An Intervention into Consumerism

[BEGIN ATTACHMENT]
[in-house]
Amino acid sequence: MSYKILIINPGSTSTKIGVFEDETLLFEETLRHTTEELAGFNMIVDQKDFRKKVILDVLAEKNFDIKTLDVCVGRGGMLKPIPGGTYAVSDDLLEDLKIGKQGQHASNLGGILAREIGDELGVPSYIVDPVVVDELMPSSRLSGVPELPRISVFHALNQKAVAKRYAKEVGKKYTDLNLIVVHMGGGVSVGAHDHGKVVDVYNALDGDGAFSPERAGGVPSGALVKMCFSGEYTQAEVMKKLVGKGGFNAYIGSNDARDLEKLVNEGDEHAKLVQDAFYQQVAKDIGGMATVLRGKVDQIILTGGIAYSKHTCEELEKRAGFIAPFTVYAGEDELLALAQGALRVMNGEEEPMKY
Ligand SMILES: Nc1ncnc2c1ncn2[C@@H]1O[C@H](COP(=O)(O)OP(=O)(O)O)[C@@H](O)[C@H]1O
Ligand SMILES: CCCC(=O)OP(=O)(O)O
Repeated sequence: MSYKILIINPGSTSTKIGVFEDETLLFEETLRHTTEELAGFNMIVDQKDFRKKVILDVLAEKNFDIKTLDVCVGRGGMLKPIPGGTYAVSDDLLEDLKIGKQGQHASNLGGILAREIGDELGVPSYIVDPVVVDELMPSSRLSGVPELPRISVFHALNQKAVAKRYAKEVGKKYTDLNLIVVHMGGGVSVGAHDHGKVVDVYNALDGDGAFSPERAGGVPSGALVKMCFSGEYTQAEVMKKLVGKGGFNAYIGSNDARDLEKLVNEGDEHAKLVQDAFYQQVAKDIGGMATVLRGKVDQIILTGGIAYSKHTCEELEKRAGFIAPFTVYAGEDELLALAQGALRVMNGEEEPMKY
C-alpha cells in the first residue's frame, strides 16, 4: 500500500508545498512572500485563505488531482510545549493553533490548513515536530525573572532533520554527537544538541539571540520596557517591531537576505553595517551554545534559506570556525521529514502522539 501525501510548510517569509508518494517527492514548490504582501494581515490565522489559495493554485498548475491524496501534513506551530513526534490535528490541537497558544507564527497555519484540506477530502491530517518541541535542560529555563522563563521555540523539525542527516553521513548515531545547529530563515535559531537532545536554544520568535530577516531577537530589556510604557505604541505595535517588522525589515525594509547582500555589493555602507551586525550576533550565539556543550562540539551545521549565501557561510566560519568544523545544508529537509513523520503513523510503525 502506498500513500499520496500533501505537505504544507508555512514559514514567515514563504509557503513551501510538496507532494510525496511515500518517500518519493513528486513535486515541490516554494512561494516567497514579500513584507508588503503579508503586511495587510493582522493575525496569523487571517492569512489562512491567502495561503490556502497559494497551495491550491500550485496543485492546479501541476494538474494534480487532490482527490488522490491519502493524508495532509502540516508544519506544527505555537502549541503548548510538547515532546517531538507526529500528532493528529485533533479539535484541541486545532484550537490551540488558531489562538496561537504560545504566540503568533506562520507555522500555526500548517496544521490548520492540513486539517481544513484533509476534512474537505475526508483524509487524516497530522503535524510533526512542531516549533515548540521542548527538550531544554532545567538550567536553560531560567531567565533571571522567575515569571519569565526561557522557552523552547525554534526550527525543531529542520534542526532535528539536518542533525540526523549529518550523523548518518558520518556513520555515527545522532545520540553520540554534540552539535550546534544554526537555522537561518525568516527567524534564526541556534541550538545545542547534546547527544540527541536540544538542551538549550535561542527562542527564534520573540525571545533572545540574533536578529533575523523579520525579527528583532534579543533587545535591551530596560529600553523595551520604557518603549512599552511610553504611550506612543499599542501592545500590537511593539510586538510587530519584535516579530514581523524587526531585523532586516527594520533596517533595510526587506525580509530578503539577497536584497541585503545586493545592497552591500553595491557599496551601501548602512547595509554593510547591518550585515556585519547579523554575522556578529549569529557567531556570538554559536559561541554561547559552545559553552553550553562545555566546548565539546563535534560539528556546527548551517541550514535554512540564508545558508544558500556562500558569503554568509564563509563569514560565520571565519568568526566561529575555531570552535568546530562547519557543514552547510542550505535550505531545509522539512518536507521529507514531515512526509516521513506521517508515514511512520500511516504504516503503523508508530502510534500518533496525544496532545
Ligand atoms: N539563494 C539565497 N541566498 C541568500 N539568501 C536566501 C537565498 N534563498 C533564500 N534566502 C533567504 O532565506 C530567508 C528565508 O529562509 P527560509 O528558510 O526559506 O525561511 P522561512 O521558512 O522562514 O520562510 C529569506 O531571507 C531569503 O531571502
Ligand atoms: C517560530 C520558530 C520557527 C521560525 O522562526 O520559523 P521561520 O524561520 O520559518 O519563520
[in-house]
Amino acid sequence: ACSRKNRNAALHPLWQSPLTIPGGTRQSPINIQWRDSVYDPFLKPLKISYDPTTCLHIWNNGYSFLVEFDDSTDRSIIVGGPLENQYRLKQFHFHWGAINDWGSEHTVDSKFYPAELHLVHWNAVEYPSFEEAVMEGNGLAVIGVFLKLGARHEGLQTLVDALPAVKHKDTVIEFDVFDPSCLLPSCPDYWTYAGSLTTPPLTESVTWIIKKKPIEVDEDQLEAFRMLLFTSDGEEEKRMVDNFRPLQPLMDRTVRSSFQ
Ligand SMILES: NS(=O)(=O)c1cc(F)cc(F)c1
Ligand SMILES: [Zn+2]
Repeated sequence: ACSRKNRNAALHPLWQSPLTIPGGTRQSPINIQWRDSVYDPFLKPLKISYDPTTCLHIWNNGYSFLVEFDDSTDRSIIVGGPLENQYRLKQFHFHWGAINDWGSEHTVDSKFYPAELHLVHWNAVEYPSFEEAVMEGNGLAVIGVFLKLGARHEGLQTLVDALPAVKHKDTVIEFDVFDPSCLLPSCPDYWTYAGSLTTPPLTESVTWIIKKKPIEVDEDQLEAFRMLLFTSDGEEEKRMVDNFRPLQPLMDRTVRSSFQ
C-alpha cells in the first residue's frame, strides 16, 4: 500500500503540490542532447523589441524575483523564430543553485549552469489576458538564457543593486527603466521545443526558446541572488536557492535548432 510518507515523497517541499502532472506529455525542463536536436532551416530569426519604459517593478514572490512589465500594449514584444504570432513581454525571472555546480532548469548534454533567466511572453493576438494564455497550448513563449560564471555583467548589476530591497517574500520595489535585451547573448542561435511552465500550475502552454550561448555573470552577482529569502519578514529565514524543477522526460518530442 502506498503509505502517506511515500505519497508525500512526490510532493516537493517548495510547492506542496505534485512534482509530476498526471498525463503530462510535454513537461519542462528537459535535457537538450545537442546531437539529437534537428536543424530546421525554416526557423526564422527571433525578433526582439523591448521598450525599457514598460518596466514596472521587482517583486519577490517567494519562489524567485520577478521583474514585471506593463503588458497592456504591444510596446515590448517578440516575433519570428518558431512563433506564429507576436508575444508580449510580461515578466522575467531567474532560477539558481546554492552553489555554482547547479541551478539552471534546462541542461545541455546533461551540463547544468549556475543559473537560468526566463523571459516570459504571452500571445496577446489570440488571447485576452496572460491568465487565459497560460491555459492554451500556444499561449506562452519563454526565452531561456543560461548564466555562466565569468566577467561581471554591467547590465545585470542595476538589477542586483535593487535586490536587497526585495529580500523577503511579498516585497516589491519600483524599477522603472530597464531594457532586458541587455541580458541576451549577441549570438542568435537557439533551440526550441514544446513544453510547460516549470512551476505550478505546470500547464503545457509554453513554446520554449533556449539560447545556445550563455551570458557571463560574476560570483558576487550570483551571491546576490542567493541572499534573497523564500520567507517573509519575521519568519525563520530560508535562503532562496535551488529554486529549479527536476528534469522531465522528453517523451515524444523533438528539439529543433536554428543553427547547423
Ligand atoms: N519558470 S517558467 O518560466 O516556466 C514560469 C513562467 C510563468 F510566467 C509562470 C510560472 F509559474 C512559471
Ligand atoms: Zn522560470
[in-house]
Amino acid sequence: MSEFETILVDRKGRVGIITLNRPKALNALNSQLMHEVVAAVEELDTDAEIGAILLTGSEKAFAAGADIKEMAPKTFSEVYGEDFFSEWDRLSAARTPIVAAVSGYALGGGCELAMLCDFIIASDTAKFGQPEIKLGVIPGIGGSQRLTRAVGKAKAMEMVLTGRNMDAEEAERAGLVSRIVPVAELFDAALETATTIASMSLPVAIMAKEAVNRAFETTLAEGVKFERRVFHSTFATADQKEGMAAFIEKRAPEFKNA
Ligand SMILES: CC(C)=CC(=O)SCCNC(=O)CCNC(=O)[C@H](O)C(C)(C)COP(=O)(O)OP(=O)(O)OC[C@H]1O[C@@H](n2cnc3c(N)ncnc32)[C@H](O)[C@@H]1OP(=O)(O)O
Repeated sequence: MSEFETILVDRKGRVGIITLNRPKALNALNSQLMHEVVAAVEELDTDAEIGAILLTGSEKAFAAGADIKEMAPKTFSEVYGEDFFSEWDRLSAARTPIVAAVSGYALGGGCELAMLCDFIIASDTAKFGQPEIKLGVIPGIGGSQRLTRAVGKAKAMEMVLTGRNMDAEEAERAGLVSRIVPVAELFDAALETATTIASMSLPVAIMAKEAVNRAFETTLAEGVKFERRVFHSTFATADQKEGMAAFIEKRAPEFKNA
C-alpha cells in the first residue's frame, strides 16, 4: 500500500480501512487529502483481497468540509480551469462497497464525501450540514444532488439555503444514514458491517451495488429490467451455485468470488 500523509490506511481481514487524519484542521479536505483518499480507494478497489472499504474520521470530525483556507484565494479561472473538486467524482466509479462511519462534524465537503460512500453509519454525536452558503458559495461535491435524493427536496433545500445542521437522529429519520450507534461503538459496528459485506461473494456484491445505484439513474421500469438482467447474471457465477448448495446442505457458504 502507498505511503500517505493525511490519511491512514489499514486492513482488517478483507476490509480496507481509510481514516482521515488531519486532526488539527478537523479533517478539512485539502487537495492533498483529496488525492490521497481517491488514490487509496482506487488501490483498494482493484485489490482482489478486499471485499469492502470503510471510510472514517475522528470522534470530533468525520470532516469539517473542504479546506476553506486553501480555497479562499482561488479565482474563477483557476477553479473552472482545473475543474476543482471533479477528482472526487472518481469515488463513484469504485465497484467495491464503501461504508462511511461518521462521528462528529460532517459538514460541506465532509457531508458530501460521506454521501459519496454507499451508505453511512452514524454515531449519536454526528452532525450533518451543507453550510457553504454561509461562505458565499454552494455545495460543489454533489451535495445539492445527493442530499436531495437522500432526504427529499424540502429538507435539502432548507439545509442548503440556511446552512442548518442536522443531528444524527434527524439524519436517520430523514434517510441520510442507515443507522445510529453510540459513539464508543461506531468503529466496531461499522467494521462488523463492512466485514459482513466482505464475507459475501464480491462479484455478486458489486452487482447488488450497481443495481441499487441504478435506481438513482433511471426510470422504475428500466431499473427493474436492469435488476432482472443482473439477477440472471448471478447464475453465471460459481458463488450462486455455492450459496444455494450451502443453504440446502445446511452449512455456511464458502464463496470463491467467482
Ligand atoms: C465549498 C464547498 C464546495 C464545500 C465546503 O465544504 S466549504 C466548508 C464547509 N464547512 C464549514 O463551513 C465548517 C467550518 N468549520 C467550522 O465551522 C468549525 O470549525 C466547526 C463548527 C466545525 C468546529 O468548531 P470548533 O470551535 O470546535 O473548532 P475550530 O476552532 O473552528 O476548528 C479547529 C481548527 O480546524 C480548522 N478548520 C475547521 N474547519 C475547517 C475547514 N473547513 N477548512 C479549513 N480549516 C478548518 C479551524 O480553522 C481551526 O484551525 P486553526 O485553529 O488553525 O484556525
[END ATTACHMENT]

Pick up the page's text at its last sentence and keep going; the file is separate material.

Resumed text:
As time passes and companies merge, corporations are growing. Individuality is lost, creativity is set aside, and the worlds of art and corporation become all the more disparate. Pond, a collective gallery space in San Francisco, wanted to address this issue and look at the world of intervention art, art that interrupts consumer spaces forcing you to stop and think about that space, and what you’re buying. The show was called Shopdropping. The way it works is this: An artist makes a piece, say in the case of Packard Jennings, a doll. But as an interrupt, the doll is not necessarily one they sell. He made a Mussolini doll and shopdropped it into a store. When he went to buy the doll, they needed a price check on “Mussolini”. Shopdropping uses beauty, humor and intimacy to invite shoppers to take a moment to reflect upon their consumerism, and in so doing, present alternatives to accepted and traditional systems of exchange creating alternate economic regimes.